The provision of a bracket assembly which is comprised of a minimum number of relatively movable parts and which, therefore, is not likely to` get out of order; one which is rugged and durable and which, therefore, is possessed of a long life;v one which is attractive in its appearance and pleasing in its design; one which may be manufactured at a low cost, and one which otherwise is well adapted to perform the services required of it, are further desirable features which have been borne in mind in the production and development of the present invention.
Numerous other objects and advantages of the invention, not at this time enumerated, will become more readily apparent as the following description ensues.
In the accompanying two sheets of drawings forming a part of this specification a preferred embodiment of the invention has been shown.
-In these drawings:
Fig. 1 is a fragmentary perspective view of a concrete form. installation to whichseveral of the bracket constructions of the present invention have been applied;
Fig. 2 is an end elevational view of the structure shown in Fig. 1;
Fig. 3 is a fragmentary detail perspective view of a portion of a scaffold assembly illustrating the manner in which a plank retaining bracket or plate forming a part of the present invention is operatively applied to the planking;
Fig. 4 is an exploded perspective view of the bracket assembly;
Fig. 5 is a perspective view of the plank-retaining bracket shown in Fig. 3; and
Fig. 6 is a perspective view of the collapsed bracket structure.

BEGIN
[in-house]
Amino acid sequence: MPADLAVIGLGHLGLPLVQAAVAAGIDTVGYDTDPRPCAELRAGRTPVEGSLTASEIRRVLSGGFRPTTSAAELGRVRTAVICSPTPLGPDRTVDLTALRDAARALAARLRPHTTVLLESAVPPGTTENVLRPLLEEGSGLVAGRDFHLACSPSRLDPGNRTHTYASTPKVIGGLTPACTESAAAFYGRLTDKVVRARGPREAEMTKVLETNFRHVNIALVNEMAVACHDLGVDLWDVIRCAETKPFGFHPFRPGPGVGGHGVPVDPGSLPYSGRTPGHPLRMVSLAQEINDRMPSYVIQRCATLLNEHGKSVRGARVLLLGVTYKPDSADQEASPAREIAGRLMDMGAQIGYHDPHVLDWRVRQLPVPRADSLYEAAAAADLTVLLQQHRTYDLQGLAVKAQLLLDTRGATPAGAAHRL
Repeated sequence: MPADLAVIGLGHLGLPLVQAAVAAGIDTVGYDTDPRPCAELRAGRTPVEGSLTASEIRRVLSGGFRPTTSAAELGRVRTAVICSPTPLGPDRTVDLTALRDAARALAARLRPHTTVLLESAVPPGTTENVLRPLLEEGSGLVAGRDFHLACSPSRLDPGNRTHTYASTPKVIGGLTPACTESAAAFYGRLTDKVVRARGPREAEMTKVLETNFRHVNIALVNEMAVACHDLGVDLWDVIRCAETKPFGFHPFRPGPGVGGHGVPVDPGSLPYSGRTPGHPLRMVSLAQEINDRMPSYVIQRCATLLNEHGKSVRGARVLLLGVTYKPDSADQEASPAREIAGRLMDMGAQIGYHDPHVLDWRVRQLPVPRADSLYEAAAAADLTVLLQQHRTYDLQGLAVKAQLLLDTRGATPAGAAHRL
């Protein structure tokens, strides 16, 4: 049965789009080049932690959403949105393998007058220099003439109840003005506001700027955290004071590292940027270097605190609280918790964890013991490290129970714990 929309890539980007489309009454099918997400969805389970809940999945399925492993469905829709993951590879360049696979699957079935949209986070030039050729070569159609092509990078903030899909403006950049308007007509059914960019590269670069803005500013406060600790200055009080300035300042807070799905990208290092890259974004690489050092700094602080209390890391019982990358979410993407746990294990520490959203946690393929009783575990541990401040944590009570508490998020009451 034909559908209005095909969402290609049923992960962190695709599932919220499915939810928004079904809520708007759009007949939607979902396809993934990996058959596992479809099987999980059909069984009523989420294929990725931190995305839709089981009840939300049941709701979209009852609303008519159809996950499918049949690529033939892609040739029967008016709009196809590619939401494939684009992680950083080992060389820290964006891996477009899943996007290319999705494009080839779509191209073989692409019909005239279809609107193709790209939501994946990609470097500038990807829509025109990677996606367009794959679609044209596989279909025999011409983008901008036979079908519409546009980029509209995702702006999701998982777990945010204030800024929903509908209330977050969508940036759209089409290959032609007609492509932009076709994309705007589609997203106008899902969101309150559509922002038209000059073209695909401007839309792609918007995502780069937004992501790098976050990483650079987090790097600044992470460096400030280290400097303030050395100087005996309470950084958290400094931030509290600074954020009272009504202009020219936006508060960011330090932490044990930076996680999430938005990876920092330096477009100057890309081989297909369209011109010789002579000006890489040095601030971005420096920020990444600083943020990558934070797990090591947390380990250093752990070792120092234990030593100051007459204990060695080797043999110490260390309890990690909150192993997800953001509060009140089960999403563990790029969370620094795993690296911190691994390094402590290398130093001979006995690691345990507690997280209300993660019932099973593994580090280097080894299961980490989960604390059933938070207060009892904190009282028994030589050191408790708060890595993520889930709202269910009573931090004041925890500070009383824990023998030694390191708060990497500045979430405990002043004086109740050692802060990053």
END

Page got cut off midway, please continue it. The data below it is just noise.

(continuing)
Referring now to the drawings in detail and in particular to Fig. l, scaffolding which has been designated in its entirety at 1i) is shown as being applied to a conventional wall form 12, the scatfolding 10 embodying a number of the brace constructions 14 which comprise the present invention. The disclosure of the wall form 12 is purely exemplary and the same involves in its general organization two series of upstanding edge-to-edge panels 16 arranged in spaced opposition to each other and defining therebetween a mold cavity into which concrete is poured for formation of a wall structure (not shown). Combination tie and spreader devices 17 of conventional design, serve to maintain the two series of panels in their operative spaced relationship. Reenforcing frames including vertical and horizontal members 18 and 20, respectively, serve to support the usual plywood panel facings 22 and, in combination with thesefacings, constitute the individual panel sections. The concrete form assembly 12 may, to a large degree, be supported on the usual ground foundation or base installation 24. The form assembly 12 briefly described above is purely conventional in its design and no claim is made herein to any novelty associated with the same, the novelty of the present invention residing rather in the construction, arrangement and combination of the individual brace assemblies 14 for supporting the scaffold plankng 26 and which will now be more fully described and claimed.